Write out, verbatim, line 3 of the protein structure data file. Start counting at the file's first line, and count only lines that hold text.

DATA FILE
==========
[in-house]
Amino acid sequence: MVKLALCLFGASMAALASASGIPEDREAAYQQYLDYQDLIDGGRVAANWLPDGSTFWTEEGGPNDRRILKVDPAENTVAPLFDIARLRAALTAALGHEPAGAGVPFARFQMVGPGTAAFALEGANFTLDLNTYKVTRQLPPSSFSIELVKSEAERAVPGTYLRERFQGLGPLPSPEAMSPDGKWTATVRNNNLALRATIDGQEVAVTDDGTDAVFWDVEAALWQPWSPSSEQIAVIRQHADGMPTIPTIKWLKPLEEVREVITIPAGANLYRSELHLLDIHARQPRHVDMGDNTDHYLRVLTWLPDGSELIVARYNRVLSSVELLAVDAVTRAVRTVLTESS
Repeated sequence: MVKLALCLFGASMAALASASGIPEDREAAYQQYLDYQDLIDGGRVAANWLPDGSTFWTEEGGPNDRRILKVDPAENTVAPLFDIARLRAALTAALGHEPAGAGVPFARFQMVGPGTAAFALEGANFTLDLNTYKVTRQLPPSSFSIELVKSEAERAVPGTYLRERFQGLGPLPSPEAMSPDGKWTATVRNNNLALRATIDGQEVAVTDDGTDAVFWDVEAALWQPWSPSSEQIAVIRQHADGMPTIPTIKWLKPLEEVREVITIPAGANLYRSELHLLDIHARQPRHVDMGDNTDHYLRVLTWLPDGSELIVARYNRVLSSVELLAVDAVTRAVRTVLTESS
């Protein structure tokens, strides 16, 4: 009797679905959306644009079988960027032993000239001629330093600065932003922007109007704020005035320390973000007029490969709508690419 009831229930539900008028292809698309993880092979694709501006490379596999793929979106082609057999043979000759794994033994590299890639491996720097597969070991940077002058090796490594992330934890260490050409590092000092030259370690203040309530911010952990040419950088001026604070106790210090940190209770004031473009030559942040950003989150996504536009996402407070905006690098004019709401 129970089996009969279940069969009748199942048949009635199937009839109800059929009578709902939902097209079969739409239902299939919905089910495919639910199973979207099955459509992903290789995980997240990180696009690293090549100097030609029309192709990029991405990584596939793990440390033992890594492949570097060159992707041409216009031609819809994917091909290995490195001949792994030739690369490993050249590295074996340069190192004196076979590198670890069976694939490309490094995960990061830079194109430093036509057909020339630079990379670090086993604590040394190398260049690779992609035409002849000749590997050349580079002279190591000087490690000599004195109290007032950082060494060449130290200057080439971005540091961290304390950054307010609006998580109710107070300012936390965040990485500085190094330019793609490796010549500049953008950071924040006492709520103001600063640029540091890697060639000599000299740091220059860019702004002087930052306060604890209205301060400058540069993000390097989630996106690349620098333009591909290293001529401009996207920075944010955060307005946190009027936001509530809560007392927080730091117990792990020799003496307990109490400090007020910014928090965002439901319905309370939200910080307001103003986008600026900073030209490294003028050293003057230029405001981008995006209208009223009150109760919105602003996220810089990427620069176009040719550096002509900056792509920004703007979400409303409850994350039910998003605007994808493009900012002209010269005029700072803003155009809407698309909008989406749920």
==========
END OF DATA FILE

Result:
Repeated sequence: MVKLALCLFGASMAALASASGIPEDREAAYQQYLDYQDLIDGGRVAANWLPDGSTFWTEEGGPNDRRILKVDPAENTVAPLFDIARLRAALTAALGHEPAGAGVPFARFQMVGPGTAAFALEGANFTLDLNTYKVTRQLPPSSFSIELVKSEAERAVPGTYLRERFQGLGPLPSPEAMSPDGKWTATVRNNNLALRATIDGQEVAVTDDGTDAVFWDVEAALWQPWSPSSEQIAVIRQHADGMPTIPTIKWLKPLEEVREVITIPAGANLYRSELHLLDIHARQPRHVDMGDNTDHYLRVLTWLPDGSELIVARYNRVLSSVELLAVDAVTRAVRTVLTESS